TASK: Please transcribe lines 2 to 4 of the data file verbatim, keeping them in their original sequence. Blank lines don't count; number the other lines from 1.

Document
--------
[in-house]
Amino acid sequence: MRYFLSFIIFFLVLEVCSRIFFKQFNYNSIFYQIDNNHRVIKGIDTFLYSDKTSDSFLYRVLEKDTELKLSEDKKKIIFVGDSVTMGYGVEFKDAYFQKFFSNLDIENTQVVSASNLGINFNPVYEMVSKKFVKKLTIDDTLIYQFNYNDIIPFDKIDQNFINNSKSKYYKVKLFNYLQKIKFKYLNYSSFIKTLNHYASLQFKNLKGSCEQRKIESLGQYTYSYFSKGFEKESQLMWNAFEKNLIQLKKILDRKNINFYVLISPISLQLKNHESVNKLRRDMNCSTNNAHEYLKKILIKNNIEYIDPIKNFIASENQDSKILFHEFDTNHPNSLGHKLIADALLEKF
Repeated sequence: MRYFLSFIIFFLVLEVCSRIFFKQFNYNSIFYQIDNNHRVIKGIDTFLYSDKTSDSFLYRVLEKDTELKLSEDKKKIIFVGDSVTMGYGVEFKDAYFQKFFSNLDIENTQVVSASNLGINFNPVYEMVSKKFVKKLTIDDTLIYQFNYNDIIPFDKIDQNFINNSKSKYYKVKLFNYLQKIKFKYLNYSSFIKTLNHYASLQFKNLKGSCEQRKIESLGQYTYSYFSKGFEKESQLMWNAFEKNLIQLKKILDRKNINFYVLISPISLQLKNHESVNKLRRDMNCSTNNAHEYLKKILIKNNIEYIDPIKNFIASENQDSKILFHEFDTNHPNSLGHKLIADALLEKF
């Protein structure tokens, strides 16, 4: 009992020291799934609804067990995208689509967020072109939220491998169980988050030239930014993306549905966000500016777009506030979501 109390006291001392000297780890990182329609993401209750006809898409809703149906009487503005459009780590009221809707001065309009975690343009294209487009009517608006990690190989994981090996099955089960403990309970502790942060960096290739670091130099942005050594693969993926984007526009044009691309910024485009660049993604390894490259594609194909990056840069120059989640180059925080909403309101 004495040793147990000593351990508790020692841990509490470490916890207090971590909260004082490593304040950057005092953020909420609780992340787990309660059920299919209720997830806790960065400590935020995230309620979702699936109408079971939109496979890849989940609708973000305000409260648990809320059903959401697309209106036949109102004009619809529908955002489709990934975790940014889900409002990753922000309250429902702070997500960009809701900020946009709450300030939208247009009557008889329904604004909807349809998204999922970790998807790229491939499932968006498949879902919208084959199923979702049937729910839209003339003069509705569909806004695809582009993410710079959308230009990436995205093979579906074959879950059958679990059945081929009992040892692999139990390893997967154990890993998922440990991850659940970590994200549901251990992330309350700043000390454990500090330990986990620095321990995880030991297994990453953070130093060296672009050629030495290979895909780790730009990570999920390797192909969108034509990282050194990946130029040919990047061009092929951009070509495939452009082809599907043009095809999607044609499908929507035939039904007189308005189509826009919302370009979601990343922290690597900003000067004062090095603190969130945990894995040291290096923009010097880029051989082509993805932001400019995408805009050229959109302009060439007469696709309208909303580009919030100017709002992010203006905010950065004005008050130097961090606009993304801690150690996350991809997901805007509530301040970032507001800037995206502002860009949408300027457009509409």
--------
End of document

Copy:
Amino acid sequence: MRYFLSFIIFFLVLEVCSRIFFKQFNYNSIFYQIDNNHRVIKGIDTFLYSDKTSDSFLYRVLEKDTELKLSEDKKKIIFVGDSVTMGYGVEFKDAYFQKFFSNLDIENTQVVSASNLGINFNPVYEMVSKKFVKKLTIDDTLIYQFNYNDIIPFDKIDQNFINNSKSKYYKVKLFNYLQKIKFKYLNYSSFIKTLNHYASLQFKNLKGSCEQRKIESLGQYTYSYFSKGFEKESQLMWNAFEKNLIQLKKILDRKNINFYVLISPISLQLKNHESVNKLRRDMNCSTNNAHEYLKKILIKNNIEYIDPIKNFIASENQDSKILFHEFDTNHPNSLGHKLIADALLEKF
Repeated sequence: MRYFLSFIIFFLVLEVCSRIFFKQFNYNSIFYQIDNNHRVIKGIDTFLYSDKTSDSFLYRVLEKDTELKLSEDKKKIIFVGDSVTMGYGVEFKDAYFQKFFSNLDIENTQVVSASNLGINFNPVYEMVSKKFVKKLTIDDTLIYQFNYNDIIPFDKIDQNFINNSKSKYYKVKLFNYLQKIKFKYLNYSSFIKTLNHYASLQFKNLKGSCEQRKIESLGQYTYSYFSKGFEKESQLMWNAFEKNLIQLKKILDRKNINFYVLISPISLQLKNHESVNKLRRDMNCSTNNAHEYLKKILIKNNIEYIDPIKNFIASENQDSKILFHEFDTNHPNSLGHKLIADALLEKF
């Protein structure tokens, strides 16, 4: 009992020291799934609804067990995208689509967020072109939220491998169980988050030239930014993306549905966000500016777009506030979501 109390006291001392000297780890990182329609993401209750006809898409809703149906009487503005459009780590009221809707001065309009975690343009294209487009009517608006990690190989994981090996099955089960403990309970502790942060960096290739670091130099942005050594693969993926984007526009044009691309910024485009660049993604390894490259594609194909990056840069120059989640180059925080909403309101 004495040793147990000593351990508790020692841990509490470490916890207090971590909260004082490593304040950057005092953020909420609780992340787990309660059920299919209720997830806790960065400590935020995230309620979702699936109408079971939109496979890849989940609708973000305000409260648990809320059903959401697309209106036949109102004009619809529908955002489709990934975790940014889900409002990753922000309250429902702070997500960009809701900020946009709450300030939208247009009557008889329904604004909807349809998204999922970790998807790229491939499932968006498949879902919208084959199923979702049937729910839209003339003069509705569909806004695809582009993410710079959308230009990436995205093979579906074959879950059958679990059945081929009992040892692999139990390893997967154990890993998922440990991850659940970590994200549901251990992330309350700043000390454990500090330990986990620095321990995880030991297994990453953070130093060296672009050629030495290979895909780790730009990570999920390797192909969108034509990282050194990946130029040919990047061009092929951009070509495939452009082809599907043009095809999607044609499908929507035939039904007189308005189509826009919302370009979601990343922290690597900003000067004062090095603190969130945990894995040291290096923009010097880029051989082509993805932001400019995408805009050229959109302009060439007469696709309208909303580009919030100017709002992010203006905010950065004005008050130097961090606009993304801690150690996350991809997901805007509530301040970032507001800037995206502002860009949408300027457009509409």